Home efficiency and security are daily routines for many homeowners, such as turning back the thermostat during working hours and locking doors. If you are taking a vacation from the daily routine and grind this winter, make sure you put in place proper home efficiency, prevention and security measures while you are away. To make it easy, you can use this handy winter vacation checklist:

Winter Vacation Checklist

Thermostat settings are important for comfort and efficiency any time of year. When you are away on vacation, there are specific settings which, rather than completely turning off the heating system, you can use in order to save energy and prevent damage to home systems. Consider these recommended thermostat settings, and other helpful tips for combustion appliances:

  • Set the heating thermostat to 62 degrees. You don’t want plumbing issues (pipes freezing/bursting) by turning off the heat completely.

  • Put your combustion water heater on "vacation" setting (i.e., continuous pilot). If your system does not have a vacation setting, lower the thermostat to 70 degrees.

  • Turn off electric water heaters at the circuit panel.

  • Turn off the water main to the home. Run the water from an indoor fixture for a minute to relieve pressure.

  • For older appliances with a standing pilot light, turn the gas valve off.

Home Security

It’s normal to be concerned about your home when you are away. Use these tips so you may rest a little easier on your vacation:

  • Place your mail and newspaper delivery on hold, or have a neighbor retrieve it daily.

  • Use timers for lights, TV and radio to make your home appear occupied.

  • Consider placing valuables, such as jewelry, in a safety deposit box or safe.

  • Take out the garbage before you leave.

  • Unplug electronics.

  • Close window coverings at the rear of the home.

  • Make sure your homeowner’s insurance is up to date.

  • Leave emergency contact numbers -- including the number of your HVAC professional -- with your neighbor or house-sitter, and have a great time on your vacation!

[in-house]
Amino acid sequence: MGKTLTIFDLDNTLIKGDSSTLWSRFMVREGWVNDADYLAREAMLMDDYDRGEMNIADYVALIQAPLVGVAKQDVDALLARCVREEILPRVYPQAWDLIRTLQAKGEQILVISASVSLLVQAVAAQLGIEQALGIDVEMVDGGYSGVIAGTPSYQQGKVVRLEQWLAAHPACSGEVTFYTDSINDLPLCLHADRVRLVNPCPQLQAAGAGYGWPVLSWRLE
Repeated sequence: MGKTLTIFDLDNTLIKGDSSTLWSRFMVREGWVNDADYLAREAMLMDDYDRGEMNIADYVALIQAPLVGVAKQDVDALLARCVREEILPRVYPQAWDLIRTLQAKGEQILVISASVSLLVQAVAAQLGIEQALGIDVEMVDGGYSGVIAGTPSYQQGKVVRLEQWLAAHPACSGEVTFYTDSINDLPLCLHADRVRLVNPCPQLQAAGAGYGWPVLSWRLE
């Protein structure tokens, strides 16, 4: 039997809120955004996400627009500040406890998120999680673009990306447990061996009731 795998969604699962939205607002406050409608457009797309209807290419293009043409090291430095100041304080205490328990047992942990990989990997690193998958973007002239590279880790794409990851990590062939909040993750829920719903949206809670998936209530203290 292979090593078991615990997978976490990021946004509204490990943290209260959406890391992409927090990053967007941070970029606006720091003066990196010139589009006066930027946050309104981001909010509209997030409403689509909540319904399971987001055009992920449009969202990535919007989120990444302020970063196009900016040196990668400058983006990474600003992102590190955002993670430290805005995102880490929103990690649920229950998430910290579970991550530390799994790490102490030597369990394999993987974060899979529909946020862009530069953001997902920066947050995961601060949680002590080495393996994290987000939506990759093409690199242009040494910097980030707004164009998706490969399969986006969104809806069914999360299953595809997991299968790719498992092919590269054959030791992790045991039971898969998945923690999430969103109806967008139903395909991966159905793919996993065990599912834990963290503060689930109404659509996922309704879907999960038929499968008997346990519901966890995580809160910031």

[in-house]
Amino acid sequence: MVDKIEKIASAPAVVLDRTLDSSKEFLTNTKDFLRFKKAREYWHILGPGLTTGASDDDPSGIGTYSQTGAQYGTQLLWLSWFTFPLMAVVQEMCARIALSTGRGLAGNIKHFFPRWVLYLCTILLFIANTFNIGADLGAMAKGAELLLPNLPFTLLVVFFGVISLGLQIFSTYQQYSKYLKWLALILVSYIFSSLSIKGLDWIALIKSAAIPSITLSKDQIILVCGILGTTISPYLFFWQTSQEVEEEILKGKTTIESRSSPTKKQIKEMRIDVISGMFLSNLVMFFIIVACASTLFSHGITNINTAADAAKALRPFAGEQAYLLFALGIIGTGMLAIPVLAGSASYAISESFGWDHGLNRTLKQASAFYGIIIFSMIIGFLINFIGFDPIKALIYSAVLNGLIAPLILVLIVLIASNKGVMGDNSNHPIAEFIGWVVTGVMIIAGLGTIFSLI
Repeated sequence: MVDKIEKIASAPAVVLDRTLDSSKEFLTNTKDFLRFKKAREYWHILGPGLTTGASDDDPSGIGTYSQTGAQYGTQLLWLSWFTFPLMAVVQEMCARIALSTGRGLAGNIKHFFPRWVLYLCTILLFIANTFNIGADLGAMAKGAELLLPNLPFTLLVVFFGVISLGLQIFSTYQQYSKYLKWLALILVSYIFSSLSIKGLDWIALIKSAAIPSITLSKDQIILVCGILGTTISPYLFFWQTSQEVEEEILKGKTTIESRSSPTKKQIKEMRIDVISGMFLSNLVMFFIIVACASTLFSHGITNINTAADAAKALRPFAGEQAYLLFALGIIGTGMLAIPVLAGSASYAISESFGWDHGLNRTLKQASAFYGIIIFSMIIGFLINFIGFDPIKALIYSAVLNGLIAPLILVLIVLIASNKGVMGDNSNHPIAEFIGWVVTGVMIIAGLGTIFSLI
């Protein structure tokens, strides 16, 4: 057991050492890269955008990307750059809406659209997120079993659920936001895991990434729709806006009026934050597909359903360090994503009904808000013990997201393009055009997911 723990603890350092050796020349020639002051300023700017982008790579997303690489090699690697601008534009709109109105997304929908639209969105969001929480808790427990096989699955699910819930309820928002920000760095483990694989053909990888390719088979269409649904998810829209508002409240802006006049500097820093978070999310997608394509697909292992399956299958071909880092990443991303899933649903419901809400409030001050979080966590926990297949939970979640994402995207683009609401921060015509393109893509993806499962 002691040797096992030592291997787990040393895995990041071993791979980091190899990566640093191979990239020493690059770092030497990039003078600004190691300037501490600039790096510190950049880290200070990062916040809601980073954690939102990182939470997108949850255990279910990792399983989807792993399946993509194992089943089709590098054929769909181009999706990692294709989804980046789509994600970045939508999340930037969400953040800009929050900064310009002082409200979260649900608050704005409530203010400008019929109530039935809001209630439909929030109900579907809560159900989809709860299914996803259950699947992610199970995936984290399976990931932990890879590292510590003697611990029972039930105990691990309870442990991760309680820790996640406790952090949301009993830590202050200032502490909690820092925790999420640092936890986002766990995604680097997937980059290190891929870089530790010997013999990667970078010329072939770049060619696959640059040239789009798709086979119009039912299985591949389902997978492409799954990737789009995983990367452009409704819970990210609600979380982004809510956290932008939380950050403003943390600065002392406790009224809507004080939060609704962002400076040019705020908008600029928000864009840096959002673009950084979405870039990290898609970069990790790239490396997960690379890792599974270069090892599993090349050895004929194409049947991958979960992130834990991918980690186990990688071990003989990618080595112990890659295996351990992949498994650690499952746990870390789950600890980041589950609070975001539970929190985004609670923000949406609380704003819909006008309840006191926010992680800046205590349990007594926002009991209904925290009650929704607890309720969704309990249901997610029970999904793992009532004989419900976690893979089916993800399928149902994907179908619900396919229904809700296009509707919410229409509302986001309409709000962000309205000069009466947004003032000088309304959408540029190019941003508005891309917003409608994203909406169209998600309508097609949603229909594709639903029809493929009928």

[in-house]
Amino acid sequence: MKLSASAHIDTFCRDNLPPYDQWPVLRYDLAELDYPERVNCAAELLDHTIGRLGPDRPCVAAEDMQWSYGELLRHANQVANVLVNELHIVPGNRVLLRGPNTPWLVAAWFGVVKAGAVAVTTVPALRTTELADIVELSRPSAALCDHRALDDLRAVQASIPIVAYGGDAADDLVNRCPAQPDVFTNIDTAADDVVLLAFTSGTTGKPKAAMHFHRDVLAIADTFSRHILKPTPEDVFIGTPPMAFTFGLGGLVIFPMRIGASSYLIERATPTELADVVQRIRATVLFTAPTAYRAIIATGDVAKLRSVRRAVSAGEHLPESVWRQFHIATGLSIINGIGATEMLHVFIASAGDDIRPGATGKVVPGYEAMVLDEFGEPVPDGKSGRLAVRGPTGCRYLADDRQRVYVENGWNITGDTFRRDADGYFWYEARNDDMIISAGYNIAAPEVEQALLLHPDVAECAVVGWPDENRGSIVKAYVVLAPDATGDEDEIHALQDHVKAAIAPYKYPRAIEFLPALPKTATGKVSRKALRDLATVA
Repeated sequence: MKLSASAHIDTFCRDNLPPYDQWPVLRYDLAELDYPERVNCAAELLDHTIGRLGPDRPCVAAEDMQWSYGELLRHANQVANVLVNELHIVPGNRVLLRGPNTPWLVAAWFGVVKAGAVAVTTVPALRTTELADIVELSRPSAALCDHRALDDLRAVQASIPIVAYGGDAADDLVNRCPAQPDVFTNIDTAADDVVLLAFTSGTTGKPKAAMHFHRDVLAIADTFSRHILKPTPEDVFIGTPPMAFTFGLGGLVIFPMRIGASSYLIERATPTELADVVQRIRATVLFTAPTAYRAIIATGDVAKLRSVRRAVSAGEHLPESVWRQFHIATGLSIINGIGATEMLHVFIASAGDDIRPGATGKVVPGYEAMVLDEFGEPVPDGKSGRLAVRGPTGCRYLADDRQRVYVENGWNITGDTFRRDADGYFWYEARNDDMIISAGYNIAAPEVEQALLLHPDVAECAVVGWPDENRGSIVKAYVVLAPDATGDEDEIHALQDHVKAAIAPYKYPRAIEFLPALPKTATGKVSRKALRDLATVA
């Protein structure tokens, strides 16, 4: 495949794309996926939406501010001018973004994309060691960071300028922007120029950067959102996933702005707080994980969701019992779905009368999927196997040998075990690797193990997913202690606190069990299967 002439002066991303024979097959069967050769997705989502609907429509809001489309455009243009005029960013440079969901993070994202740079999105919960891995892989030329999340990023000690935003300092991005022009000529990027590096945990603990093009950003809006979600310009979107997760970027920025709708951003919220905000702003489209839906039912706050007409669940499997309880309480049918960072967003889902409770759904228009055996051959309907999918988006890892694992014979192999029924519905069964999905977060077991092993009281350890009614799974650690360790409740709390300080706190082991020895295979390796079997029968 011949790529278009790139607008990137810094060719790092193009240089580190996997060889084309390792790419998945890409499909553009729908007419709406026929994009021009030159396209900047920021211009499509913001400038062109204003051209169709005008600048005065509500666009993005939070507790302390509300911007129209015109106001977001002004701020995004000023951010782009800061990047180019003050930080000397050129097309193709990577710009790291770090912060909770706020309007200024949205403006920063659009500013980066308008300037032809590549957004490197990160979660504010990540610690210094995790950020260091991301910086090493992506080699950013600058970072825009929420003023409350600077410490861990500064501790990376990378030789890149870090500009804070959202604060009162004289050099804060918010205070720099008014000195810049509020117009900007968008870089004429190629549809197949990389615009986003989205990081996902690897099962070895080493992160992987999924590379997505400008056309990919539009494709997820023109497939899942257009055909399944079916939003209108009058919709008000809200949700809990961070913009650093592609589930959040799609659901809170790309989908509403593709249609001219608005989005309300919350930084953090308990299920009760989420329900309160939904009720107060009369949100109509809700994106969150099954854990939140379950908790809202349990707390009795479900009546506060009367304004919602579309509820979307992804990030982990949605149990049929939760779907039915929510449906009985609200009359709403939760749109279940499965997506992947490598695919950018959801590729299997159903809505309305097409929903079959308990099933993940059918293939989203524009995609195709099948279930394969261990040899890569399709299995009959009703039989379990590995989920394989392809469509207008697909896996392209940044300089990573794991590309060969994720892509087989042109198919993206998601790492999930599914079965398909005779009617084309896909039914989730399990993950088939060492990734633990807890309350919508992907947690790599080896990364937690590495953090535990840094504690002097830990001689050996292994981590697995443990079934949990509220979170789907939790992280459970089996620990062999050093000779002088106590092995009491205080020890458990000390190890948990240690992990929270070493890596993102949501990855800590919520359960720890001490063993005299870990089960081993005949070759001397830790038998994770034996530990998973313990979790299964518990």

For more winter vacation checklist tips, contact Air Assurance. We serve homeowners in Broken Arrow and the greater Tulsa area.

Our goal is to help educate our customers in the Tulsa and Broken Arrow, Oklahoma area about energy and home comfort issues (specific to HVAC systems). 

Image courtesy of Shutterstock


Getting-Away Plans? Plan to Safeguard Your Home Too

Getting-Away Plans? Plan to Safeguard Your Home Too

Getting-Away Plans? Plan to Safeguard Your Home Too

When putting together the list of things to do before you head off for a vacation, make sure that the getting-away plans include your cooling system and other major appliances. These tips can help you keep your home safe while you're away, along with discouraging would-be intruders.Cooling systemLeaving your cooling system on while you're away will give the impression that someone is at home because the outdoor condenser makes noise when it runs. Keeping the system on is critical if you have plants indoors or plan to leave pets behind. Cleaning or changing the air filter for the air handler before you leave will help the system run more efficiently and avoid any problems that could arise from the reduced airflow a dirty filter creates.Have your cooling system professionally serviced before you go. The HVAC expert will clean and adjust the components and spot small issues that could become problems during your absence. He or she will measure the refrigerant, lubricate the parts and clean the electrical connections to improve efficiency. It's also a good idea to give the person watching your home the name and number of the HVAC contractor in the event something happens.Other home appliances

  • As you make your getting-away plans, don't forget to put the garage door opener on the must-do list. Unplug it just before you leave and lock the door between your home and the garage.

  • Turn the water heater down or off, depending on how long you'll be away.

  • If you don't turn the water valve to your home off, turn off the water to your clothes washer.

  • Unplug your smaller appliances like the microwave, coffee maker, toaster, hair dryers, computers and televisions. Not only does it cut energy use, it also keeps them safer during thunderstorms.

  • Check the smoke and carbon monoxide detector batteries.

  • Put a few lights on timers along with a radio to make noise indoors occasionally.

For more information about getting-away plans and your cooling system, contact Air Assurance. We've provided top-notch HVAC services for the Broken Arrow area for more than 30 years.Our goal is to help educate our customers in the Tulsa and Broken Arrow, Oklahoma area about energy and home comfort issues (specific to HVAC systems).  Image courtesy of Shutterstock